Last updated: 7/21/2015
3414. Rule Of Reason Geographic Market ExplainedStart Your Free Trial $ 13.99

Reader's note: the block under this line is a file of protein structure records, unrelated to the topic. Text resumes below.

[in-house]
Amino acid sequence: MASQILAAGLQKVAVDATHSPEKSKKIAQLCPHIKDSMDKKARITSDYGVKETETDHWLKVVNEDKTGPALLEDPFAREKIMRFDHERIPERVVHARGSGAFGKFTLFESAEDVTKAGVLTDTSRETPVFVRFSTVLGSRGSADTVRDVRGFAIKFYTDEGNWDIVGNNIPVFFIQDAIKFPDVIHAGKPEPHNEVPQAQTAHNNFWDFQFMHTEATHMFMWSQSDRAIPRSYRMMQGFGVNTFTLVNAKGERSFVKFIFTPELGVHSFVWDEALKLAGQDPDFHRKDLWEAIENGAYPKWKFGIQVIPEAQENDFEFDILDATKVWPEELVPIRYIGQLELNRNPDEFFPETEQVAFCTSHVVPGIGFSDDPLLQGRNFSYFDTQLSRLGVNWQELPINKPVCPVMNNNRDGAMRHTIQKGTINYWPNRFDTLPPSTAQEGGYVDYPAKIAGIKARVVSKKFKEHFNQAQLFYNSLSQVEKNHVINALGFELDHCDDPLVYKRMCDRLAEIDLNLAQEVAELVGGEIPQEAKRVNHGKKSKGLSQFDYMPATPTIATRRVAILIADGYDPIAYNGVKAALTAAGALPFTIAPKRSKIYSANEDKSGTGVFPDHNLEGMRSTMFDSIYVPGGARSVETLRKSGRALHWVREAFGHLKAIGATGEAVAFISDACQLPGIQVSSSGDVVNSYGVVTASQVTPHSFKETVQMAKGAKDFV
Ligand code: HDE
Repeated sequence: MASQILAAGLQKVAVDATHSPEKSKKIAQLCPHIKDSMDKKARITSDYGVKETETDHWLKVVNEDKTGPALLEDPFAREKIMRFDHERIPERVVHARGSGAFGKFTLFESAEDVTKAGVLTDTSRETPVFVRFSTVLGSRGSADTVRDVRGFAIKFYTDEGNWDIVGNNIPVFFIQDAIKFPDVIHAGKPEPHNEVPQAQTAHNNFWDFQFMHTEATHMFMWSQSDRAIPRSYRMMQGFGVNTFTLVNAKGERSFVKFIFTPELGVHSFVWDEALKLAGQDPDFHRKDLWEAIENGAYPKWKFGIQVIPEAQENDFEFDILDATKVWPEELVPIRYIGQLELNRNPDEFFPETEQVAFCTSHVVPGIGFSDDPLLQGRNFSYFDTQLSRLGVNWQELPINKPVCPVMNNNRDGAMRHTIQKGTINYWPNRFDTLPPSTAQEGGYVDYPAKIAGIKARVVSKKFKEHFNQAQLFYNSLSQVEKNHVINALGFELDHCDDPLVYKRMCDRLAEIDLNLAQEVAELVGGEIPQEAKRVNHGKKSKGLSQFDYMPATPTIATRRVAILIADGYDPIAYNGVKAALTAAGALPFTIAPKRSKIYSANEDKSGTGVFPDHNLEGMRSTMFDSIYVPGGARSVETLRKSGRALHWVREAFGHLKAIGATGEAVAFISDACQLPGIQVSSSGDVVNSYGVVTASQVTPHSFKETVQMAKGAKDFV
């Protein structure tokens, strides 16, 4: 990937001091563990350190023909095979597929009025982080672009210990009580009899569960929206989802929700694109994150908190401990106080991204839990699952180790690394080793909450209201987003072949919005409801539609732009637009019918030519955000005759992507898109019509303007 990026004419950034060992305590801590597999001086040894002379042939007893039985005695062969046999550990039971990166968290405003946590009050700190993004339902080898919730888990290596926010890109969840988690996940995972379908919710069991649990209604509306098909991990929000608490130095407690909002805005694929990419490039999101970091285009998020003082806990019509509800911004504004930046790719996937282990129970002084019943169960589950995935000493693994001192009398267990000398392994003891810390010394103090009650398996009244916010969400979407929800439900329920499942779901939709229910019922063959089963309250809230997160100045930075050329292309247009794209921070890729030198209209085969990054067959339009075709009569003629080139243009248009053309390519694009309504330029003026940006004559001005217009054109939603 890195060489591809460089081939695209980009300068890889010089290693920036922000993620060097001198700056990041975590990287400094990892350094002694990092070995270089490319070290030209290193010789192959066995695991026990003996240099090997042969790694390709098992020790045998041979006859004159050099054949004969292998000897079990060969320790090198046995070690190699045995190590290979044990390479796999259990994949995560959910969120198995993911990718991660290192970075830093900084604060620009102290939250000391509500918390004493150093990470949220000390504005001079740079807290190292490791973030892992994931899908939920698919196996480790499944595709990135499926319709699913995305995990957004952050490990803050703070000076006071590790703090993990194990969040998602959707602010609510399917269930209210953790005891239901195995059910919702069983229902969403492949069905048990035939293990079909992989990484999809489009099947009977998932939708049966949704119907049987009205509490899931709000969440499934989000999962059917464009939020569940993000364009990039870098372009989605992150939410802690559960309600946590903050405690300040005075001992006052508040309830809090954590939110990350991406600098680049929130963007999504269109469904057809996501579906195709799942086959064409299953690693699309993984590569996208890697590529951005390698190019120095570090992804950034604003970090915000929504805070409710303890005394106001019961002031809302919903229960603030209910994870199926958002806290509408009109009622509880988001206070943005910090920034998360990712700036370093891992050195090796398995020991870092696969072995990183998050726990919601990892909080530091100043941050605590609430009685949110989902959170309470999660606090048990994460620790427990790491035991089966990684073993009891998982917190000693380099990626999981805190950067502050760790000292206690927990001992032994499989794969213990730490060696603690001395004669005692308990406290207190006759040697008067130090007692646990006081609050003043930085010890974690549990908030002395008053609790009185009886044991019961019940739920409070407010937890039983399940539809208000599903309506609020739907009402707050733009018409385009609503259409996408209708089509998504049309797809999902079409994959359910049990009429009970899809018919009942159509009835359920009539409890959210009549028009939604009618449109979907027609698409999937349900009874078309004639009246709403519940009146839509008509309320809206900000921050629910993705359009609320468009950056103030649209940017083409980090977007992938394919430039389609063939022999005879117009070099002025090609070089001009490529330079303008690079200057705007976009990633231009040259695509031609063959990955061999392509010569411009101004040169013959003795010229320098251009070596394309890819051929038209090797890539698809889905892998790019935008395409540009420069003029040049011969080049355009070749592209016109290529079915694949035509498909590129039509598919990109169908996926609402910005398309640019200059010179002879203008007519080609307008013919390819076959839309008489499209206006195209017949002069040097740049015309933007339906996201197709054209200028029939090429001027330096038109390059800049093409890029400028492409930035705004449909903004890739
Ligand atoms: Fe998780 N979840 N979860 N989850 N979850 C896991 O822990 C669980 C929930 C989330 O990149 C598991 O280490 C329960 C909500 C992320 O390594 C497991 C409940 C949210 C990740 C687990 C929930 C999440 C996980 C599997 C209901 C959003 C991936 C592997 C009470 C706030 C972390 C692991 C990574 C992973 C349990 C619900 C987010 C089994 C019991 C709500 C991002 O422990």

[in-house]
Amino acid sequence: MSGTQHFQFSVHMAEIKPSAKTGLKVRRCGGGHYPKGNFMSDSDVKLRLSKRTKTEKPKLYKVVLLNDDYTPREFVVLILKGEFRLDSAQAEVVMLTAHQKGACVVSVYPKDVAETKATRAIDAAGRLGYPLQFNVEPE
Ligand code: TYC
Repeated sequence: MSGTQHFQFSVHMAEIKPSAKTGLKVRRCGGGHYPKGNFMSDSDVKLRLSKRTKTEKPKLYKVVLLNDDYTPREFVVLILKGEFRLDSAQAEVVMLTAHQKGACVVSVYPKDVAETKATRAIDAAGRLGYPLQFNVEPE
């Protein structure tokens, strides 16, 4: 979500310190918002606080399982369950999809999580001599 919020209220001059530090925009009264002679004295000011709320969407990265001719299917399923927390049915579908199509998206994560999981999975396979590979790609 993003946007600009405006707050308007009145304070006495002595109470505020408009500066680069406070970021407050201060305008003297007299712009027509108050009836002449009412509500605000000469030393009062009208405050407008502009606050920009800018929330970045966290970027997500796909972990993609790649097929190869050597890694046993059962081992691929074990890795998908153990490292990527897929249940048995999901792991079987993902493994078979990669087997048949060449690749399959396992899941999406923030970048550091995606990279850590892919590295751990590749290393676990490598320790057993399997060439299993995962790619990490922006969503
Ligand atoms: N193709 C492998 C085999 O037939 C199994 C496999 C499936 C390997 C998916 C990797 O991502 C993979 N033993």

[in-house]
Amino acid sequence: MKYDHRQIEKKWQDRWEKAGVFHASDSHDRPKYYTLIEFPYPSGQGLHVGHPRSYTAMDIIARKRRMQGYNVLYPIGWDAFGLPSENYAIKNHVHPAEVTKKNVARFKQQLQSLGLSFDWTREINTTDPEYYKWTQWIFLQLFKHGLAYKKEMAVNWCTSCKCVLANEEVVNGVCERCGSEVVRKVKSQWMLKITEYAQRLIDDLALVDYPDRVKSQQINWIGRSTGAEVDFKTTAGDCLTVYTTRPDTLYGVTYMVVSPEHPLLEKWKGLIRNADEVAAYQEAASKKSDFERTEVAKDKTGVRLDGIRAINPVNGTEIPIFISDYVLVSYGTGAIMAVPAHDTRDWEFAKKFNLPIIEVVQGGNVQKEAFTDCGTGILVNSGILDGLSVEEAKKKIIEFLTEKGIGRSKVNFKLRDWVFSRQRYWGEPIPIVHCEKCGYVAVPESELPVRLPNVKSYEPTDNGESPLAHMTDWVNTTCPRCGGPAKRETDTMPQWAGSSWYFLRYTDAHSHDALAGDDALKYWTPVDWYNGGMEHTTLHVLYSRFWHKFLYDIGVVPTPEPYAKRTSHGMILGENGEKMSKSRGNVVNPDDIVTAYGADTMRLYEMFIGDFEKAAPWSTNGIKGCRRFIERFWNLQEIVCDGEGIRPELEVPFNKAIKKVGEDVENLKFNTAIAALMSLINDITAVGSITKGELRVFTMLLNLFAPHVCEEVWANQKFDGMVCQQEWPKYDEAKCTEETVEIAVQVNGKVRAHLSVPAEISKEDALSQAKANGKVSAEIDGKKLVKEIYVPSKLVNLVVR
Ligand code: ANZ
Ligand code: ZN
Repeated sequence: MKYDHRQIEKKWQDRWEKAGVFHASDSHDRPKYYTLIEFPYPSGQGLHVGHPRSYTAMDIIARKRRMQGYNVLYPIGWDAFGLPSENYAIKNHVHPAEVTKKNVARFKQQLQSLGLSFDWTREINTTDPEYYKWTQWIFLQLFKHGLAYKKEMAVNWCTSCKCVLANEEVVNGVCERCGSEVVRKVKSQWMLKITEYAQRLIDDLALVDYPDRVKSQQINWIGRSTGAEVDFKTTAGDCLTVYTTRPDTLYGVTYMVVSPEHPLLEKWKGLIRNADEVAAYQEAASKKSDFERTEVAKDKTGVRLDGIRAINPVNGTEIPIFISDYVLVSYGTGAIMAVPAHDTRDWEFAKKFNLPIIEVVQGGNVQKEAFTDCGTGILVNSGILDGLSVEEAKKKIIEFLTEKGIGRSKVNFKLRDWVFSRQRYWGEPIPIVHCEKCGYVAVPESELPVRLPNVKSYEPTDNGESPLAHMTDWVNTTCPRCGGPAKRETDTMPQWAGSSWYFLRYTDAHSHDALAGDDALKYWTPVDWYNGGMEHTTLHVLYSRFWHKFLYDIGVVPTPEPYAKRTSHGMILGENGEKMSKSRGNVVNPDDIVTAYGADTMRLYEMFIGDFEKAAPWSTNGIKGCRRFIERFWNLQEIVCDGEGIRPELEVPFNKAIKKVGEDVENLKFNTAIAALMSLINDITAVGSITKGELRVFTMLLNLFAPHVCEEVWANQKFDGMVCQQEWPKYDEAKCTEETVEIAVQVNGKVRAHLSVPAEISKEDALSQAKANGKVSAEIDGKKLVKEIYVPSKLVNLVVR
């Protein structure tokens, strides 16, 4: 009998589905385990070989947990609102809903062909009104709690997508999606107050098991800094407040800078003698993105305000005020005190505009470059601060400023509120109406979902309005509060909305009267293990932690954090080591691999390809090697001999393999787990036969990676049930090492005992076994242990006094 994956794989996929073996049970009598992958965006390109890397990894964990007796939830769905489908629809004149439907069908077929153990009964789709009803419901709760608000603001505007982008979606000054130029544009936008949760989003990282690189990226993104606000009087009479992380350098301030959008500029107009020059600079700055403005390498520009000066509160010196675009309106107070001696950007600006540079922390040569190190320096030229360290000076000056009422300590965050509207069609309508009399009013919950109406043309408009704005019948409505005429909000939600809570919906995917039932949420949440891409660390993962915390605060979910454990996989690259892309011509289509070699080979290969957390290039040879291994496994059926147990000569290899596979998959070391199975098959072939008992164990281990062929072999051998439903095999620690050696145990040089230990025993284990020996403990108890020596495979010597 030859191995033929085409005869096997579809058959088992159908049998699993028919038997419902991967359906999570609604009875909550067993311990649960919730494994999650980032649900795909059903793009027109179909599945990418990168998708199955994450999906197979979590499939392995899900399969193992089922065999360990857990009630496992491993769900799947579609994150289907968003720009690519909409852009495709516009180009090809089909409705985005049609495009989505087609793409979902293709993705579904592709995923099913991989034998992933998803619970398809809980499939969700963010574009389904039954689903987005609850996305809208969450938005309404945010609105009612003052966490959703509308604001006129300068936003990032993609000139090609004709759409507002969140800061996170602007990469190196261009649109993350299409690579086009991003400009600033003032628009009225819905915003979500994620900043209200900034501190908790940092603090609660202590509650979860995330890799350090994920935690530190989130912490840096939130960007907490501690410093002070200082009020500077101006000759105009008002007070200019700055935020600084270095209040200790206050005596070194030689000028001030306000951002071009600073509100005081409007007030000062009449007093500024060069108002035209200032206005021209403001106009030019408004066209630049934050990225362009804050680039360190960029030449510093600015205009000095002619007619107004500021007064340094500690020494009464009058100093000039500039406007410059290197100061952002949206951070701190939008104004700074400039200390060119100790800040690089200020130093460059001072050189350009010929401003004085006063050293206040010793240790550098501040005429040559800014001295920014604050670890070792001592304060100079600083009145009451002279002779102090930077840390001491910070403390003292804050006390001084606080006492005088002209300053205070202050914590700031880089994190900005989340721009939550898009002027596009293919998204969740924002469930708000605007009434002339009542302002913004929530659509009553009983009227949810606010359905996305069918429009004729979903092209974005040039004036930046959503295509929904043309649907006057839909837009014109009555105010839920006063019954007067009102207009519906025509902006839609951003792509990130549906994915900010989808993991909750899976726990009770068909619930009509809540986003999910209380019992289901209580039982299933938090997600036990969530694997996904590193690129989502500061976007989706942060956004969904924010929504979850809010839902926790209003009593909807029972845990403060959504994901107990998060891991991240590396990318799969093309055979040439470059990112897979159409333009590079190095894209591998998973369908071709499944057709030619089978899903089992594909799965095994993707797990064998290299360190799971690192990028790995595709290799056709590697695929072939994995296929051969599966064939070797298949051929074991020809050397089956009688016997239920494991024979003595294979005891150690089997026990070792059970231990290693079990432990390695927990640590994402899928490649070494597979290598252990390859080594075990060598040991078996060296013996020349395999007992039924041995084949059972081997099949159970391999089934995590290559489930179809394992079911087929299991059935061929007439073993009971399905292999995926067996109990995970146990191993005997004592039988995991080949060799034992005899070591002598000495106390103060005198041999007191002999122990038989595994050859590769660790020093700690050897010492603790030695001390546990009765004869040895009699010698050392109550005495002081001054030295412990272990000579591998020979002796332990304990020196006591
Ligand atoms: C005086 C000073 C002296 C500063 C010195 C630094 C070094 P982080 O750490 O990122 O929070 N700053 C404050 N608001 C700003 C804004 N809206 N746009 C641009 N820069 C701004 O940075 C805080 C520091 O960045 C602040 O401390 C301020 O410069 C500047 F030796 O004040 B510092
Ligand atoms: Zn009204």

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3414. Rule of Reason--"Geographic Market" Explained Instruction No 1 Request by Plaintiff Given as Proposed Refused Withdrawn Request by Defendant Given as Modified Requested by Given on Court's Motion Judge Instruction No 1 [Name of plaintiff] claims that the relevant geographic market is [identify area, e.g., "the city of Los Angeles"]. [Name of defendant] claims that the relevant geographic market is [identify area, e.g., "the state of California"]. A geographic market is the area where buyers turn for alternate sources of supply or where sellers normally sell. The geographic market may or may not be the same as the area where the parties in this case currently compete or do business. It may be smaller or larger than that area. A geographic market may be limited to the area where a product can be shipped and sold profitably. You may consider whether purchasing patterns are so different in the two areas that products sold in one area tend not to be sold in another. For example, this might occur if the cost of transporting a product into or out of the claimed geographic market is large compared to the value of the product. In deciding whether products are in the same geographic market, you may consider whether a small increase in the price of the product in one area would cause a considerable number of customers in that area to buy the product in another area. If so, these two areas are likely to be in the same geographic market. If a significant increase in the price in one area does not cause a significant number of consumers to buy the product in another area, these areas are not likely to be in the same geographic market. ________________________________________________________________________________ New September 2003